A left posterior fascicular block will have right axis deviation, a small R in lead I and a small Q in lead III, in the absence of right ventricular hypertrophy.See also: BBB/Hemiblocks
Can you add to the information on this page?
- Dr Smith's ECG Blog (Blogs)
- Strong Medicine (Youtube)
- The ECG Made Easy 7th edition (Books)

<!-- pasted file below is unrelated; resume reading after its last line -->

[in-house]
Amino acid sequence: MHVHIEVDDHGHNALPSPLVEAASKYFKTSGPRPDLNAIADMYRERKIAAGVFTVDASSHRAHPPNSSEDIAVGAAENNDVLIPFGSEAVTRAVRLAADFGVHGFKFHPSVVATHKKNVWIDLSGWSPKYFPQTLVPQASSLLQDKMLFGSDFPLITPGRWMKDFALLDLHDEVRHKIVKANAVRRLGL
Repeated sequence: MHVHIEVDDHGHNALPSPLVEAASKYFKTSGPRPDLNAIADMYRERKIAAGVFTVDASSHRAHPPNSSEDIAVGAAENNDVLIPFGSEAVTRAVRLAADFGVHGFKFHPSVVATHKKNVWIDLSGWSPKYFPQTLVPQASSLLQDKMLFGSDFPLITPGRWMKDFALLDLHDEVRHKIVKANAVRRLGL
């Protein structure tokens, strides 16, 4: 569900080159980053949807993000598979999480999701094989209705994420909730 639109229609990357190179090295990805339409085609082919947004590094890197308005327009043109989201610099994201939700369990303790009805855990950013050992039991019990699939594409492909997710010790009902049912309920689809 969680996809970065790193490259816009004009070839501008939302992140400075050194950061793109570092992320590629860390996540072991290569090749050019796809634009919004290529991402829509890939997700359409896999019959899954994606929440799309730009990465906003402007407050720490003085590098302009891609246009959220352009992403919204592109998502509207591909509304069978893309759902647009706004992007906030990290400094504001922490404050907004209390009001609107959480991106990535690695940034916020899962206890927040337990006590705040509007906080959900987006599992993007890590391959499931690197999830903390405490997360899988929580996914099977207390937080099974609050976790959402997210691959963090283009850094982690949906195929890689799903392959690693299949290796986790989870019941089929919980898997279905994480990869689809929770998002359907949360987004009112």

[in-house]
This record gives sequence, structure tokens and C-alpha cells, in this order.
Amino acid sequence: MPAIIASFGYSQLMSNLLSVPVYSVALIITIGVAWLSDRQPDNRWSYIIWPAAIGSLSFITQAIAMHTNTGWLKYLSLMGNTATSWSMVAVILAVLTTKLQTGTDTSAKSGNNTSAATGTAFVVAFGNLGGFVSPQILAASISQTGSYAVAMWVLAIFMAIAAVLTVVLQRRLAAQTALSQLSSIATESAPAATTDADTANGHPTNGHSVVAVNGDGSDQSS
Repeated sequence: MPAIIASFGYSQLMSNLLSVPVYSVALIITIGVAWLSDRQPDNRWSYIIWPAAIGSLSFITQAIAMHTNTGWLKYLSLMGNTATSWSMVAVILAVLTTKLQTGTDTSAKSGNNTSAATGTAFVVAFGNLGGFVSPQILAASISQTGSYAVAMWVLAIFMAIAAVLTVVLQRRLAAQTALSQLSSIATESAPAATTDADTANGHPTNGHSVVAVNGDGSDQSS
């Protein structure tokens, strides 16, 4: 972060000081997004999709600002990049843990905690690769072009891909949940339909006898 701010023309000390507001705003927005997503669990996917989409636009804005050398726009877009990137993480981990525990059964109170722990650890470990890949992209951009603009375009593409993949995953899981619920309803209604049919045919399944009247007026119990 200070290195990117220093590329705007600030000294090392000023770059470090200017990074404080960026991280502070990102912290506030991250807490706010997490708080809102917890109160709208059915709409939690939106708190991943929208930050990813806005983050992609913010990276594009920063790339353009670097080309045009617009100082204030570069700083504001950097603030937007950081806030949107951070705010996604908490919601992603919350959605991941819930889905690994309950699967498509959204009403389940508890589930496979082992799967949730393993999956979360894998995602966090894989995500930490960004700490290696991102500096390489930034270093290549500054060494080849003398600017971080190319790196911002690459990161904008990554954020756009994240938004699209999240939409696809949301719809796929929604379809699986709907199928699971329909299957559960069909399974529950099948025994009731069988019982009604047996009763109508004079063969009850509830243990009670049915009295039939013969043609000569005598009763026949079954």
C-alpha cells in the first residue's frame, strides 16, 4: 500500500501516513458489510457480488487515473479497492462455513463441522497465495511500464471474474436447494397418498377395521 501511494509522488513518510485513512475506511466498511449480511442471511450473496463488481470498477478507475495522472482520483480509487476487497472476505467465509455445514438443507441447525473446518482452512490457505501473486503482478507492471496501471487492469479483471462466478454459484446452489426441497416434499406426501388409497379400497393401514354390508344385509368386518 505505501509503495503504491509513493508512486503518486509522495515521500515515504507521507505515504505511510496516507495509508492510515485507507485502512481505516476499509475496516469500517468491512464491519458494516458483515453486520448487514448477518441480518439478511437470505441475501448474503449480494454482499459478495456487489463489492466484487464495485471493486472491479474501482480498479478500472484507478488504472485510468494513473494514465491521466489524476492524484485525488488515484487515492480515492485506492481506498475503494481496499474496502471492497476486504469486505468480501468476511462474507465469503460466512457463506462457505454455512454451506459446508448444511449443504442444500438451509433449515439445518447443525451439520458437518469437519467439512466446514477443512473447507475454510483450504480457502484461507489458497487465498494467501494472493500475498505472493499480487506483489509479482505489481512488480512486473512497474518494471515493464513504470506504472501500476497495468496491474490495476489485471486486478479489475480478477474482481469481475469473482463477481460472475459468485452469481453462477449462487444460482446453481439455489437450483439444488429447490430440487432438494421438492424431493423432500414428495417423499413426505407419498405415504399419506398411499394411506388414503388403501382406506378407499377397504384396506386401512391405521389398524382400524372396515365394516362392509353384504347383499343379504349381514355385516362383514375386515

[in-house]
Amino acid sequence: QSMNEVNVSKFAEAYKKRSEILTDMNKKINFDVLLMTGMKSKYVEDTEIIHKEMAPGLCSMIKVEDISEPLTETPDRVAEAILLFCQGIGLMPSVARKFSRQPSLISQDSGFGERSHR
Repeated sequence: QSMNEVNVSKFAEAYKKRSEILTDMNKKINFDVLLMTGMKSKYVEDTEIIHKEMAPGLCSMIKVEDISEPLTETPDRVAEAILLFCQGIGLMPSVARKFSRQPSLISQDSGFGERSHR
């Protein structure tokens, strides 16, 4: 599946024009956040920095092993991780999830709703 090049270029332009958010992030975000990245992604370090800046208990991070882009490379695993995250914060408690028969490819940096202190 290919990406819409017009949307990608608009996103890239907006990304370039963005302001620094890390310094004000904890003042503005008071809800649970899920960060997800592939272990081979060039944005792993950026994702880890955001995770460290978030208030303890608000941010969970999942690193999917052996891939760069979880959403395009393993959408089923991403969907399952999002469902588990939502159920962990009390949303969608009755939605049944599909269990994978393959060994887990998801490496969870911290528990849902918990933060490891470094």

This ECG is from a man in his 50s with a history of thyroid cancer was brought to the Emergency Department after being found minimally unresponsive with sonorous respirations on his couch at home. Blood glucose level was 76 mg/dL. EMS administered naloxone, which was followed quickly by hyperventilation but no improvement in mental status. EMS performed RSI at that time using etomidate and succinylcholine, but intubation was unsuccessful. Luckily, BVM ventilation was easy in this patient, and he was bagged on the way to the ED, with oxygen saturation maintained in the mid-90s. He was intubated immediately on arrival to the ED using ketamine and rocuronium. This was the repeat ECG after dialysis.